"We are anxious to see whether MASCOT will slide out of its supporting frame smoothly", as we have planned and tested so extensively,” Ho says. “A smooth descent is crucial, otherwise MASCOT will bounce back up from the asteroid like a rubber ball due to the low gravitational pull, and be lost in space.” In addition, the researchers will be watching with excitement in the minutes and hours after touchdown, as it is impossible to predict how MASCOT will move on the surface according to the laws of physics alone. "We do not know in which direction and for how long MASCOT will bounce around after the initial touchdown, and we are of course hoping that it will not end up on terrain that is too soft or get stuck in a crevice, where it could not straighten itself," explains DLR's MASCOT Operations Manager Christian Krause. "However, we are optimistic because we ran through numerous scenarios on the ground and have sent the corresponding command sequences to MASCOT."

The lander will operate autonomously while on the asteroid and must operate robustly using the prepared command sequences, so that all of the measurements can be carried out according to plan. During the mission, MASCOT will decide how and when to initiate these sequences. An in-built autonomy manager will then determine when MASCOT has come to rest and can start to conduct measurements.

Landing and jumping between 30 metre-high boulders

It is planned that MASCOT will land in the southern hemisphere of the 950-metre-diameter Ryugu asteroid, at 315 degrees east and 30 degrees south. This location has a favourable day and night cycle, and a temperature range of around +47 to –63 degrees Celsius, which is neither too hot nor too cold for the lander. The rocks around the landing site are not too big, but there are numerous boulders measuring up to 30 metres in height, which present an additional challenge.

After MASCOT has uprighted itself autonomously, if necessary, and carried out the initial measurements autonomously for a few hours, the scientists in the MASCOT control centre in Cologne will decide whether the lander should hop to another measuring point using its built-in swing arm. "In the final tests before the landing, we estimated that we would probably only let MASCOT perform one jump of less than 10 metres, in order to preserve the battery life and ensure the optimal execution of the measurements and data transfer," Ho explains. "What is more, recent images suggest that the surface of Ryugu has a rather uniform composition everywhere, so we do not need to perform big jumps."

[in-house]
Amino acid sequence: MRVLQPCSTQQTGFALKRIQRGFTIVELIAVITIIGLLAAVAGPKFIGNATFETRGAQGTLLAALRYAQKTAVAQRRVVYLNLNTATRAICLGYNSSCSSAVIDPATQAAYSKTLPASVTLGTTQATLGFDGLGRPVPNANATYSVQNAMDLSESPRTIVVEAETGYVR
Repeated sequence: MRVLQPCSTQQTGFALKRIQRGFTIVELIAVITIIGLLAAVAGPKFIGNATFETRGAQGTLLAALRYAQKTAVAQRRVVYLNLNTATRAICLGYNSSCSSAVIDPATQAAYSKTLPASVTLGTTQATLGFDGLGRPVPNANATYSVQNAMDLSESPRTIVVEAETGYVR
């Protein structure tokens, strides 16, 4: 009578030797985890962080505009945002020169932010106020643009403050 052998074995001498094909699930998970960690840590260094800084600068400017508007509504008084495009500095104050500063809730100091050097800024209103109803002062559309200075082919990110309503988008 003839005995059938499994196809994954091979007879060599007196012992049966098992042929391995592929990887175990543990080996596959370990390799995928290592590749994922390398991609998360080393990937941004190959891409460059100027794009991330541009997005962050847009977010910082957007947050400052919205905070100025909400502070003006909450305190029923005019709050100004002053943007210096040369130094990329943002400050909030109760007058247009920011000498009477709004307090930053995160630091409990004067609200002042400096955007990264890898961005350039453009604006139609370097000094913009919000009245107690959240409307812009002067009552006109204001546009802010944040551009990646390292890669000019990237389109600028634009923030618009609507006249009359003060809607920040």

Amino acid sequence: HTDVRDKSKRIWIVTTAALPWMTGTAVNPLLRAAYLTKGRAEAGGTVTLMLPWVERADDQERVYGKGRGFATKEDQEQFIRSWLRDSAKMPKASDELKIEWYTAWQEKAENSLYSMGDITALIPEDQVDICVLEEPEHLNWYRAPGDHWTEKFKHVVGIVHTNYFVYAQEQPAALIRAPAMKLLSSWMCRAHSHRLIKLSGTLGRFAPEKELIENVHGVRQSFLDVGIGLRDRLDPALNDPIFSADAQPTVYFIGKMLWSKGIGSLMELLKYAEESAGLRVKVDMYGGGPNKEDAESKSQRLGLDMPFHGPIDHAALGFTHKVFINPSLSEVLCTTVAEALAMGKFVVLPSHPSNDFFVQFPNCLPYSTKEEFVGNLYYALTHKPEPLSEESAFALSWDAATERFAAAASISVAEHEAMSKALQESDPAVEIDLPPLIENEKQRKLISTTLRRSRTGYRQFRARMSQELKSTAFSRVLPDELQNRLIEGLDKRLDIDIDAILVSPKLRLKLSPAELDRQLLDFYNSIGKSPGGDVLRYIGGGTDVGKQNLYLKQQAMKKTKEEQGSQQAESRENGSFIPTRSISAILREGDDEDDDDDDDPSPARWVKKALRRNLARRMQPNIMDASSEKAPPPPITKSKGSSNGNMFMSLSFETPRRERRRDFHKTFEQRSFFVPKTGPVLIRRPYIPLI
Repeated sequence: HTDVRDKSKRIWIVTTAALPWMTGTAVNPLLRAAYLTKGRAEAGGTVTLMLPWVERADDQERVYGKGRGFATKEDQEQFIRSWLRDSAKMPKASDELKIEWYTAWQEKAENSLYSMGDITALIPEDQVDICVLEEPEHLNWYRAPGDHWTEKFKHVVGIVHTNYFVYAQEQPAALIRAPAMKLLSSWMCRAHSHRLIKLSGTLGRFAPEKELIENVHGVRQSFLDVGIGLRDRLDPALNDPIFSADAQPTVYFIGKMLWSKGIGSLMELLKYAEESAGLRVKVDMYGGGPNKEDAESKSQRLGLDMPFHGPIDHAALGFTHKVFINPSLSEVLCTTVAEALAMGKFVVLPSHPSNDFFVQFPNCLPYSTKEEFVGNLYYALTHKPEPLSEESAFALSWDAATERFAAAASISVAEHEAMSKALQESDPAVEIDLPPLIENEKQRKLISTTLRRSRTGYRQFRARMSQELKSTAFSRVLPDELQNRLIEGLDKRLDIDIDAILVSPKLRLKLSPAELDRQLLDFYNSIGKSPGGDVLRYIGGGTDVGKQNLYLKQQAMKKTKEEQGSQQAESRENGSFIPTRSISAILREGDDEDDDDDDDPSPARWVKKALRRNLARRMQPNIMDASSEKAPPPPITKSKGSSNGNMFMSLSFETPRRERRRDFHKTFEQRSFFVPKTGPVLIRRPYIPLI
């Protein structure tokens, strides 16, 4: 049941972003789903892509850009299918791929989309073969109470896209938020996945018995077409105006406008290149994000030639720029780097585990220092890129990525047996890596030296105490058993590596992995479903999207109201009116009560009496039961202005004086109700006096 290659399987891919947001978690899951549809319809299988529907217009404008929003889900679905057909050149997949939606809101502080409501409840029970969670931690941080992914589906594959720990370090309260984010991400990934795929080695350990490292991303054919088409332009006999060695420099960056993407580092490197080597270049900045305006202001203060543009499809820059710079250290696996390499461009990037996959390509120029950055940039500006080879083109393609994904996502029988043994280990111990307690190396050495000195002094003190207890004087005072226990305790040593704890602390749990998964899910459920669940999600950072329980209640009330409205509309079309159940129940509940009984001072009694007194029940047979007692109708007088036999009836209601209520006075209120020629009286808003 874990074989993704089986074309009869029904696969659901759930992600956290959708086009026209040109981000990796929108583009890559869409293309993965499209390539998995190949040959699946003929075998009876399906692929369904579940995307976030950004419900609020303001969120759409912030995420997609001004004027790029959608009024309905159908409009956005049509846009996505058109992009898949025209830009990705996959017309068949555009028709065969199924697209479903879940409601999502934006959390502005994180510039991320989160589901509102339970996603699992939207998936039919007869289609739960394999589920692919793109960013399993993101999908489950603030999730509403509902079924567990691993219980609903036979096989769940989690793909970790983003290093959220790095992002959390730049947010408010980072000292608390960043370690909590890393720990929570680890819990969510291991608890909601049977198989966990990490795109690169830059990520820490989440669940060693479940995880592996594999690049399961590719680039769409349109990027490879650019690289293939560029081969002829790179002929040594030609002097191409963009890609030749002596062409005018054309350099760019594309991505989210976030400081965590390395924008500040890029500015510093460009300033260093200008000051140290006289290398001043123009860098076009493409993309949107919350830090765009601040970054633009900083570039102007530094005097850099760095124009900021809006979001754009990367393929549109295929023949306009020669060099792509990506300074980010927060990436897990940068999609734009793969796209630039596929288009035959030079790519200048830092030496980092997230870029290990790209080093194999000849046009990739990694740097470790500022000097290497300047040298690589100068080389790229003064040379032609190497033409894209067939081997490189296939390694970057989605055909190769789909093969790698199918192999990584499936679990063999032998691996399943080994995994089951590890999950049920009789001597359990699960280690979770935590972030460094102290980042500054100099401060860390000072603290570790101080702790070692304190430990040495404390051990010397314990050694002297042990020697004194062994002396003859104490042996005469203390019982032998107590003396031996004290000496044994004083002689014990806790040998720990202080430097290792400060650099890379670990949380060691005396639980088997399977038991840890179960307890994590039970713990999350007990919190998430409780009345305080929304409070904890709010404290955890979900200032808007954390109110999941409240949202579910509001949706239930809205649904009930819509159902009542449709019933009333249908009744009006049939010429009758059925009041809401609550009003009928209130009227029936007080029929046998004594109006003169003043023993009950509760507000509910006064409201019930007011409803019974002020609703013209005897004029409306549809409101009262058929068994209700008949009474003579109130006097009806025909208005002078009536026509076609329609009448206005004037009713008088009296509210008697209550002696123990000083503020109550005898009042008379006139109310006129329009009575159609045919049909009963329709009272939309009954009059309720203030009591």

First images after a few days

A total of four instruments are installed within the 30 x 30 x 20 centimetre lander, which weighs only 10 kilograms. A DLR radiometer and camera, together with a spectrometer from the Institut d'Astrophysique Spatiale and a magnetometer from TU Braunschweig, are set to examine the mineralogical and geological composition of the asteroid’s surface and gauge its surface temperature, as well as the asteroid's magnetic field. Upon landing on Ryugu, MASCOT will only be reachable during a few time windows, whereby sending a command to the lander and receiving a response back on Earth will take more than 30 minutes. Therefore, MASCOT will be left largely to its own devices during the 16-hour-long measurement operation planned on the surface. As the orbiter will also be generating huge quantities of data during this period and the bandwidth of the link to Earth is relatively low, only a few status updates from MASCOT will be transmitted to the control centre in Cologne. The scientific data and images are expected to arrive a few days after the landing, at which point they will be analysed.

About the Hayabusa2 mission and MASCOT

Hayabusa2 is a Japanese space agency (Japan Aerospace Exploration Agency; JAXA) mission to the near-Earth asteroid Ryugu. The German-French lander MASCOT on board Hayabusa2 was developed by the German Aerospace Center (Deutsches Zentrum für Luft- und Raumfahrt; DLR) and built in close cooperation with the French space agency CNES (Centre National d'Etudes Spatiales). DLR, the Institut d'Astrophysique Spatiale and the Technical University of Braunschweig have contributed the scientific experiments on board MASCOT. The MASCOT lander and its experiments are operated and controlled by DLR with support from CNES and in constant interaction with the Hayabusa2 team.

The DLR Institute of Space Systems in Bremen was responsible for developing and testing the lander together with CNES. The DLR Institute of Composite Structures and Adaptive Systems in Braunschweig was responsible for the stable structure of the lander. The DLR Robotics and Mechatronics Center in Oberpfaffenhofen developed the swing arm that allows MASCOT to hop on the asteroid. Das DLR Institute of Planetary Research in Berlin contributed the MasCam camera and the MARA radiometer. The asteroid lander is monitored and operated from the MASCOT Control Center in the Microgravity User Support Center (MUSC)at the DLR site in Cologne.

Follow the landing via our Livestream channel.

  • Falk Dambowsky
    Ger­man Aerospace Cen­ter (DLR)
    Me­dia Re­la­tions
    Com­mu­ni­ca­tions and Me­dia Re­la­tions
    Telephone: +49 2203 601-3959
    Fax: +49 2203 601-3249
    Linder Höhe
    51147 Cologne
  • Tra-Mi Ho
    Ger­man Aerospace Cen­ter (DLR)
    In­sti­tute of Space Sys­tems
    Telephone: +49 421 24420-1171
    Robert-Hooke-Straße 7
    28359 Bremen
  • Christian Krause
    Ger­man Aerospace Cen­ter (DLR)

    Mi­cro­grav­i­ty Us­er Sup­port Cen­ter (MUSC), Space Op­er­a­tions and As­tro­naut Train­ing
    Telephone: +49 2203 601-3048
    Linder Höhe
    51147 Köln
  • Manuela Braun
    Ger­man Aerospace Cen­ter (DLR)
    Pro­gramme and Strat­e­gy, Space Re­search and Tech­nol­o­gy
    Telephone: +49 2203 601-3882
    Fax: +49 2203 601-3249
    Hansestraße 115
    51149 Cologne
  • Prof.Dr. Ralf Jaumann
    Freie Uni­ver­sität Berlin
    In­sti­tute of Ge­o­log­i­cal Sci­ences
    Plan­e­tary Sci­ences and Re­mote Sens­ing
    Telephone: +49-172-2355864
    Malteserstr. 74-100
    12249 Berlin

Main menu